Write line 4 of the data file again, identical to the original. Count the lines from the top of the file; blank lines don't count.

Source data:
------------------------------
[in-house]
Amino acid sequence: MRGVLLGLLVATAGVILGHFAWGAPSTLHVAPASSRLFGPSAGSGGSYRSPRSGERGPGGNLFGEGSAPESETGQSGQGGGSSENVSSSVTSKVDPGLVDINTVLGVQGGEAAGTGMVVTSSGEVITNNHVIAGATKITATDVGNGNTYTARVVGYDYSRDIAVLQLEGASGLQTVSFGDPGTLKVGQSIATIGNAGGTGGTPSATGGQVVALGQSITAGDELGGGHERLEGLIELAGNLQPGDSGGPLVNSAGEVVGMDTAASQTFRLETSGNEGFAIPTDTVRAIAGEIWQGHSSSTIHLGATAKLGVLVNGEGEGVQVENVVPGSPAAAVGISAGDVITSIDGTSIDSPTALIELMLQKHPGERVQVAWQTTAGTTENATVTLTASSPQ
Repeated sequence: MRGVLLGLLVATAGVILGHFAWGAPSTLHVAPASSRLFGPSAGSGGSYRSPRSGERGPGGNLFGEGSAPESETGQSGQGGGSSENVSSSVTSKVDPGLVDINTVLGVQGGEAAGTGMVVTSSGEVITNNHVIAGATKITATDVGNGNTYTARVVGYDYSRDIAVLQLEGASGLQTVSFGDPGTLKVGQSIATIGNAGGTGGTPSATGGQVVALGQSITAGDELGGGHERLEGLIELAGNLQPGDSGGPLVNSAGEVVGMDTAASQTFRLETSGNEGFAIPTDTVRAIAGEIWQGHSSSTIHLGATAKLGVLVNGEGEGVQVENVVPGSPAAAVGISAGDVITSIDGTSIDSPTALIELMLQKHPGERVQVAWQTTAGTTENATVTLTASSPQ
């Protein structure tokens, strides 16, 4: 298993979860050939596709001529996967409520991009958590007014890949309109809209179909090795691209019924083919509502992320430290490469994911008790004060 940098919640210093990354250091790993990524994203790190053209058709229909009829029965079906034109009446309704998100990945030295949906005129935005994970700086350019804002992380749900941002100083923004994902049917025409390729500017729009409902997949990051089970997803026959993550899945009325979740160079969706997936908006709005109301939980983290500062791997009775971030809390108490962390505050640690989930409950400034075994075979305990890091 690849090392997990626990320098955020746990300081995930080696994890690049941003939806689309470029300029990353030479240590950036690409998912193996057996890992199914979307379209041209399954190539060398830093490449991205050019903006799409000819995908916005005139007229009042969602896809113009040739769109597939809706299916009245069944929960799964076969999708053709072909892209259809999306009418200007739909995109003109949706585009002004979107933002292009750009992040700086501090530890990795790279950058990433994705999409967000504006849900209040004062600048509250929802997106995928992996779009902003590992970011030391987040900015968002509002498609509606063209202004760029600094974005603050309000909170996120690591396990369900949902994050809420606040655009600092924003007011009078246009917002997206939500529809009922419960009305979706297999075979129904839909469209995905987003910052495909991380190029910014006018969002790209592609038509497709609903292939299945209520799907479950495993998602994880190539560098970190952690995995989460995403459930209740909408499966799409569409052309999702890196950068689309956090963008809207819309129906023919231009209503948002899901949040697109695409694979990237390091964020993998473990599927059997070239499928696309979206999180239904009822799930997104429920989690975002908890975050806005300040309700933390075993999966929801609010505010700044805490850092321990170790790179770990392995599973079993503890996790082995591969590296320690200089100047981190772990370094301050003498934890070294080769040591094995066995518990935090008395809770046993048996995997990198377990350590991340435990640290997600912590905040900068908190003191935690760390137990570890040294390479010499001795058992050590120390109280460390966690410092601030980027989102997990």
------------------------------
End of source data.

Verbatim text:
């Protein structure tokens, strides 16, 4: 298993979860050939596709001529996967409520991009958590007014890949309109809209179909090795691209019924083919509502992320430290490469994911008790004060 940098919640210093990354250091790993990524994203790190053209058709229909009829029965079906034109009446309704998100990945030295949906005129935005994970700086350019804002992380749900941002100083923004994902049917025409390729500017729009409902997949990051089970997803026959993550899945009325979740160079969706997936908006709005109301939980983290500062791997009775971030809390108490962390505050640690989930409950400034075994075979305990890091 690849090392997990626990320098955020746990300081995930080696994890690049941003939806689309470029300029990353030479240590950036690409998912193996057996890992199914979307379209041209399954190539060398830093490449991205050019903006799409000819995908916005005139007229009042969602896809113009040739769109597939809706299916009245069944929960799964076969999708053709072909892209259809999306009418200007739909995109003109949706585009002004979107933002292009750009992040700086501090530890990795790279950058990433994705999409967000504006849900209040004062600048509250929802997106995928992996779009902003590992970011030391987040900015968002509002498609509606063209202004760029600094974005603050309000909170996120690591396990369900949902994050809420606040655009600092924003007011009078246009917002997206939500529809009922419960009305979706297999075979129904839909469209995905987003910052495909991380190029910014006018969002790209592609038509497709609903292939299945209520799907479950495993998602994880190539560098970190952690995995989460995403459930209740909408499966799409569409052309999702890196950068689309956090963008809207819309129906023919231009209503948002899901949040697109695409694979990237390091964020993998473990599927059997070239499928696309979206999180239904009822799930997104429920989690975002908890975050806005300040309700933390075993999966929801609010505010700044805490850092321990170790790179770990392995599973079993503890996790082995591969590296320690200089100047981190772990370094301050003498934890070294080769040591094995066995518990935090008395809770046993048996995997990198377990350590991340435990640290997600912590905040900068908190003191935690760390137990570890040294390479010499001795058992050590120390109280460390966690410092601030980027989102997990």